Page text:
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This article was published 1/8/2017 (930 days ago), so information in it may no longer be current.
A swing dance film about community and inclusion was selected as the winner of the sixth annual RBC Emerging Filmmakers Pitch Competition at the 2017 Gimli Film Festival.
Half of the winning duo is Brandon’s own Miles Crossman, who along with Nicola Baldwin of Winnipeg, won $10,000 in production funds to make their vision come to life.
Their short film, called "If It Ain’t Got," will chronicle the experience of a 21-year-old Nigerian man’s discovery of swing dancing and its inclusive power of bringing people of all backgrounds together through dance, as described by On Screen Manitoba.
Crossman said he and Baldwin had an "intense few weeks" preparing for their three-minute pitch, which incorporated their own swing dance routine. The brief presentation began with Crossman on stage by himself, in front of a panel of industry professionals and a live audience of nearly 300 at the Gimli Theatre.
He was facing the limelight alone, in an effort to "evoke the kind of alienation that our lead character felt at the onset of this film."
After about 10 seconds — which Crossman described as an eternity on stage — he motioned to the audience for someone to join him. That’s when Baldwin stood up from the crowd, and cued the music.
"We did a little scene, and then jumped into the pitch itself describing the story," he said.
The film, based in Winnipeg, is about a young, immigrant man who feels alienated in his community. Walking down the street, he stumbles upon a street placard advertising a swing dance class. He is paired up with a 59-year-old former professional dancer, and after a rocky start, an unlikely connection is formed "that transcends, age race and nationality."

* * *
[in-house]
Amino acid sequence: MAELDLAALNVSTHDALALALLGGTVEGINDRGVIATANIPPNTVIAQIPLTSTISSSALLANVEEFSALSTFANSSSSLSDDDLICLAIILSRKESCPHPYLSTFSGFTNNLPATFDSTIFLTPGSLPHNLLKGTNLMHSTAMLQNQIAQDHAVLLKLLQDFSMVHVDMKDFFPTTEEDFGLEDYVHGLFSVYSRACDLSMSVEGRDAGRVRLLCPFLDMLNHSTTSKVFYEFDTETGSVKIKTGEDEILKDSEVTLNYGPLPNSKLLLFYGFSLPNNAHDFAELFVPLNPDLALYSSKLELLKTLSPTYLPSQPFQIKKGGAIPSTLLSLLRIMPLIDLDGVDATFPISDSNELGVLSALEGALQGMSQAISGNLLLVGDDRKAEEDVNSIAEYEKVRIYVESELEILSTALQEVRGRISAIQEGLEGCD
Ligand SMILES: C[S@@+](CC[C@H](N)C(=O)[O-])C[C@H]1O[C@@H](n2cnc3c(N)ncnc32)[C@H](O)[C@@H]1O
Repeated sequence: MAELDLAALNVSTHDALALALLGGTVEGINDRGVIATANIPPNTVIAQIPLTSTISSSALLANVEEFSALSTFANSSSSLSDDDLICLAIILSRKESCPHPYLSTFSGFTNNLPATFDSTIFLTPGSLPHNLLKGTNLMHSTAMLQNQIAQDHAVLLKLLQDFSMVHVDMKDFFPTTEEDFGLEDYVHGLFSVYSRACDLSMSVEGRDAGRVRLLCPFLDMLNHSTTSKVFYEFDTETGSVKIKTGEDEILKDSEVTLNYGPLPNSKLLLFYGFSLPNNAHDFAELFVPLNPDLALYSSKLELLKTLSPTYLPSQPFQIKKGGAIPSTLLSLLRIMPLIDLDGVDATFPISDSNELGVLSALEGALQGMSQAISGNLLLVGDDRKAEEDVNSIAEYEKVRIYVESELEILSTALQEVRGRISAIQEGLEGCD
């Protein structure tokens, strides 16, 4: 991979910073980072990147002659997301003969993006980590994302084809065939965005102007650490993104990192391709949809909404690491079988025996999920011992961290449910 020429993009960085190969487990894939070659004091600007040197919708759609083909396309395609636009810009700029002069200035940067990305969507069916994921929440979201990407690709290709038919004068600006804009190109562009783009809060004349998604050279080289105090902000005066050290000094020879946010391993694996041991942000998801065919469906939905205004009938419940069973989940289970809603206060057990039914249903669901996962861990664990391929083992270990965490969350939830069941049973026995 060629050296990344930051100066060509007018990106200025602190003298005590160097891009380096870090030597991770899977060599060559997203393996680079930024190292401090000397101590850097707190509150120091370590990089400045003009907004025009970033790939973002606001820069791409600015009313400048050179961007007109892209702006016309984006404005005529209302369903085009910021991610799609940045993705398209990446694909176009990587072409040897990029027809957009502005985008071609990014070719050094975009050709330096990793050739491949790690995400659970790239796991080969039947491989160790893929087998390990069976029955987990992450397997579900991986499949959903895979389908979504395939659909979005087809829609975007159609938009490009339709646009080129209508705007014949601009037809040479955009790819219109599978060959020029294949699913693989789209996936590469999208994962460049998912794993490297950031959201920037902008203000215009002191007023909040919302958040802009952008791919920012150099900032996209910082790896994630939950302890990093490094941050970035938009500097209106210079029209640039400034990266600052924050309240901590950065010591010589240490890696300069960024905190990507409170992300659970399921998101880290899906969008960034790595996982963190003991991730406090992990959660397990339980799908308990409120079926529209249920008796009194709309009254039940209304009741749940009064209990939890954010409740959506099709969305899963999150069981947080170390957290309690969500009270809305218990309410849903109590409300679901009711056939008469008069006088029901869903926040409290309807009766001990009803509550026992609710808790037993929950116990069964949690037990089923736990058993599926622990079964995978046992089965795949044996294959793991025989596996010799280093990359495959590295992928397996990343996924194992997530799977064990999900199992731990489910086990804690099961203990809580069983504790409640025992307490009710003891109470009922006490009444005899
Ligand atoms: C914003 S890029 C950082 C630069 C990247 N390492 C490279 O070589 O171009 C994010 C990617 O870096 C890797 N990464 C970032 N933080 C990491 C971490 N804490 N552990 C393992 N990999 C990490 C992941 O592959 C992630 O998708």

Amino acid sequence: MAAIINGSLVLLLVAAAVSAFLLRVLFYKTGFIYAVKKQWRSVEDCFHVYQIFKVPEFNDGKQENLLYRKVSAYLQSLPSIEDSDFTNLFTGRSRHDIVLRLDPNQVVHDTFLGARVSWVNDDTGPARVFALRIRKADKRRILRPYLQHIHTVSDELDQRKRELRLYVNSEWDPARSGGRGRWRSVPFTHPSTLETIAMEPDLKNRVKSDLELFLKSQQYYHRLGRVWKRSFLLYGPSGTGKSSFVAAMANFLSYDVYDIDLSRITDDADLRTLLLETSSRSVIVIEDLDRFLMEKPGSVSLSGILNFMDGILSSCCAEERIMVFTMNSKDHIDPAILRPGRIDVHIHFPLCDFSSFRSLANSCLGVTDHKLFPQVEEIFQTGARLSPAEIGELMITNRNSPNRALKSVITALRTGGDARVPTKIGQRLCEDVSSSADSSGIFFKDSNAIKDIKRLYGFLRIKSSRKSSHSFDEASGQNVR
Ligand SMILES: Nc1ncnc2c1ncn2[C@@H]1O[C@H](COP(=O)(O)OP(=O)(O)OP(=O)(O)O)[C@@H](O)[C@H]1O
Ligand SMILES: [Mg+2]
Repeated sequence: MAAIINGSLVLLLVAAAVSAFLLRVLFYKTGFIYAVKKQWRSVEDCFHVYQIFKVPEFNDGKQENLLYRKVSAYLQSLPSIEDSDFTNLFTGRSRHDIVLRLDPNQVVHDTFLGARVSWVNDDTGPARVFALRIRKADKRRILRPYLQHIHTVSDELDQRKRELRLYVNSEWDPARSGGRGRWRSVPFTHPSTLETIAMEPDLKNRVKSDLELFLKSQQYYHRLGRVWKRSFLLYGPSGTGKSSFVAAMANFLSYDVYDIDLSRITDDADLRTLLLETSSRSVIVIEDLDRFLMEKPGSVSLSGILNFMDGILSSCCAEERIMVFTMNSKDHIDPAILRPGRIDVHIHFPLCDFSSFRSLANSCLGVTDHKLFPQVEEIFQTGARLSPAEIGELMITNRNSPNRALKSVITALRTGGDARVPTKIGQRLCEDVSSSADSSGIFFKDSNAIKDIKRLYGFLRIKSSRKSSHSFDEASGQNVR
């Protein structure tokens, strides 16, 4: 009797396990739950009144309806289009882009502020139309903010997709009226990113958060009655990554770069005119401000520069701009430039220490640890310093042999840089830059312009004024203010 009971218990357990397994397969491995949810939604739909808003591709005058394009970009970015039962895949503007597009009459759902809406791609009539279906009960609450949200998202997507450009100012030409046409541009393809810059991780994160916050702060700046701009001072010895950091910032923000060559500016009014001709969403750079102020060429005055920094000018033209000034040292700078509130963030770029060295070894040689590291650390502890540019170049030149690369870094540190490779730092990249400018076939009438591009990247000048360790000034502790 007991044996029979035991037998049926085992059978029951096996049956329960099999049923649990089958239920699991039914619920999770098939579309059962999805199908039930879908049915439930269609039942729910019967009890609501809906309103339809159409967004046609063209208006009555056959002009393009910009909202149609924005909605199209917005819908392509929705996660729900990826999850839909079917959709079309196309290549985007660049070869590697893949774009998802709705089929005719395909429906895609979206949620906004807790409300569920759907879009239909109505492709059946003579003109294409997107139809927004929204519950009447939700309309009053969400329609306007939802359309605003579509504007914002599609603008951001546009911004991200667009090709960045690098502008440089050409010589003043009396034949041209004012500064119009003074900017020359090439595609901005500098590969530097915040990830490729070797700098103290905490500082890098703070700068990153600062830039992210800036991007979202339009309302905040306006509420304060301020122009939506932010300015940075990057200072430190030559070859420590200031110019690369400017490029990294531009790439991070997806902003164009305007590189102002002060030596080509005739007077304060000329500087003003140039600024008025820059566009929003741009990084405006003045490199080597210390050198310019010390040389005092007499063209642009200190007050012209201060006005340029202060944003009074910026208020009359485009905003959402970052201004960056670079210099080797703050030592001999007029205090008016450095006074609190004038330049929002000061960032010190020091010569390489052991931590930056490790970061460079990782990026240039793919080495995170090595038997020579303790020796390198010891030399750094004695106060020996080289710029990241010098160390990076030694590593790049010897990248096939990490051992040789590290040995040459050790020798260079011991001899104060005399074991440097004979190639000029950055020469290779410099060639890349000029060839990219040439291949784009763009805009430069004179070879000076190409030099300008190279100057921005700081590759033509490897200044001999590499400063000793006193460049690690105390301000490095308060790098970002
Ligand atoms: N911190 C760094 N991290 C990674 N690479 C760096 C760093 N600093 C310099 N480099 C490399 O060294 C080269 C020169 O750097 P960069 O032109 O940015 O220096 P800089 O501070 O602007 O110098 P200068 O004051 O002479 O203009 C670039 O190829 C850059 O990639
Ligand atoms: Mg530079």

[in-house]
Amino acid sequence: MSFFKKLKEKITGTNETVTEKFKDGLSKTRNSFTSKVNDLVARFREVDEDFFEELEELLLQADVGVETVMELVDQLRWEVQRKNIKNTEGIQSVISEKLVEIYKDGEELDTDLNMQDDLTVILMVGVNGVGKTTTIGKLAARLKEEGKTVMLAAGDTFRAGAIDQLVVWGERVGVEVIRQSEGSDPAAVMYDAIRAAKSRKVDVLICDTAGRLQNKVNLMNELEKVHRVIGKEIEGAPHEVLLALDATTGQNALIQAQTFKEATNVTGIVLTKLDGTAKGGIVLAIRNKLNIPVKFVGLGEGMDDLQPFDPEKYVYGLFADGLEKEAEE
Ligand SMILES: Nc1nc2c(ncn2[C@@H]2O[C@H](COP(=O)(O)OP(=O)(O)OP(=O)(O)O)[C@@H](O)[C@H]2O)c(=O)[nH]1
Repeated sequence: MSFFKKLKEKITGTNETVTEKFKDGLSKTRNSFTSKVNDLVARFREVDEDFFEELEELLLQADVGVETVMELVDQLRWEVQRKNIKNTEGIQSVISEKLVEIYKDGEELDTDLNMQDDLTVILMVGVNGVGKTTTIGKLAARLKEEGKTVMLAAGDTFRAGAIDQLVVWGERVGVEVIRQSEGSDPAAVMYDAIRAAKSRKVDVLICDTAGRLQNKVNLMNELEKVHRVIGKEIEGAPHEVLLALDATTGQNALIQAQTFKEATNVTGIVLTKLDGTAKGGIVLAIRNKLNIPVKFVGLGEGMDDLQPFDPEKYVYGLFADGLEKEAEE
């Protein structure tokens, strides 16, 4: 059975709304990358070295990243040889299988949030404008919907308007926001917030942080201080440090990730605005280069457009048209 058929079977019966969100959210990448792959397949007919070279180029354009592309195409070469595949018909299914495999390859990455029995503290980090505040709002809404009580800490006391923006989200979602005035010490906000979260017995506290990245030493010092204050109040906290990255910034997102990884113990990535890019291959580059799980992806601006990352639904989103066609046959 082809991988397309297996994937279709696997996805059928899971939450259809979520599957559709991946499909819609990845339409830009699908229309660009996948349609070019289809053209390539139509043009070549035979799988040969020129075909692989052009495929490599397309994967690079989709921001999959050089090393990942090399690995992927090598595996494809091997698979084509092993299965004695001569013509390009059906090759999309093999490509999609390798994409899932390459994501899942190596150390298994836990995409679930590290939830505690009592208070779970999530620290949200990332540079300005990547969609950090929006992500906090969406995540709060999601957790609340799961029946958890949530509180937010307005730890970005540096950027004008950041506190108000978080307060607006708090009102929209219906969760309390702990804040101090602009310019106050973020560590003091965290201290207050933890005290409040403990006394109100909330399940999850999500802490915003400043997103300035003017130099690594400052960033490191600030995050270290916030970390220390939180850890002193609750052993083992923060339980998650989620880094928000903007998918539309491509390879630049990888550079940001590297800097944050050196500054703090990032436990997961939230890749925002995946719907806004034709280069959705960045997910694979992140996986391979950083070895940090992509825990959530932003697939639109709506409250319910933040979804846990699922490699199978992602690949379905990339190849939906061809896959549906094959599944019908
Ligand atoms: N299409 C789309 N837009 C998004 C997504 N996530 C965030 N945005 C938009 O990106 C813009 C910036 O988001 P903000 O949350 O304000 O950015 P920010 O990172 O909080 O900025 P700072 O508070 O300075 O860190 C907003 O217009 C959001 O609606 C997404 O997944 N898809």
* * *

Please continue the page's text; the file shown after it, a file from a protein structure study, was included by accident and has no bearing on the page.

Crossman and Baldwin competed against four other pitches for the prize, after it was narrowed down from 22 entries.
"Each year, we’re excited to hear the thoughtful, creative and interesting pitches at the RBC Emerging Filmmakers Competition," said Aaron Martyniw, RBC vice-president of commercial financial services, in a press release. "RBC shares the passion and celebrates the ambition of storytellers and emerging filmmakers everywhere. We’re thrilled to congratulate Nicola Baldwin an Miles Crossman and look forward to helping them bring their vision to life."
Along with the $10,000 prize through the RBC Emerging Artists Project, Crossman and Baldwin will receive a mentorship with industry professionals from the National Screen Institute, a one-year membership to On Screen Manitoba, a $2,500 gift certificate courtesy of William F. White and a premiere screening of their film at next year’s Gimli Film Festival.
"For me, it was a really humbling experience to be a part of this. I got to witness many talented filmmakers get on stage and pitch very impressive projects," Baldwin said. "I’m triple-honoured to receive this grant along with Miles Crossman and I couldn’t be more excited to be a visual representative of the community that continues to grow in Manitoba."
The pair will now finalize the script, work on the film’s visual elements and will assemble a team. The funds will allow them to hire a cinematographer and lighting technicians.
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